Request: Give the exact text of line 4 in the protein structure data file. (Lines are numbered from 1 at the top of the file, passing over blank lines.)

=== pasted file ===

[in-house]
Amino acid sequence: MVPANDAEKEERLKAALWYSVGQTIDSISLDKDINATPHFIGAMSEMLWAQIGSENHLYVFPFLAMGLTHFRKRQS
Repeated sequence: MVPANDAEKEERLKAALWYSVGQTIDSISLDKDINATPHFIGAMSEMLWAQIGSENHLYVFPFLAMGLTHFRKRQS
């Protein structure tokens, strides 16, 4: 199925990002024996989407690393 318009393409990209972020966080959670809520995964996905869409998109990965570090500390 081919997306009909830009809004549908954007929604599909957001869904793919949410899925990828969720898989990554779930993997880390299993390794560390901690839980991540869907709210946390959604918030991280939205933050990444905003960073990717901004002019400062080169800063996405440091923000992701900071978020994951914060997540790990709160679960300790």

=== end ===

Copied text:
């Protein structure tokens, strides 16, 4: 199925990002024996989407690393 318009393409990209972020966080959670809520995964996905869409998109990965570090500390 081919997306009909830009809004549908954007929604599909957001869904793919949410899925990828969720898989990554779930993997880390299993390794560390901690839980991540869907709210946390959604918030991280939205933050990444905003960073990717901004002019400062080169800063996405440091923000992701900071978020994951914060997540790990709160679960300790």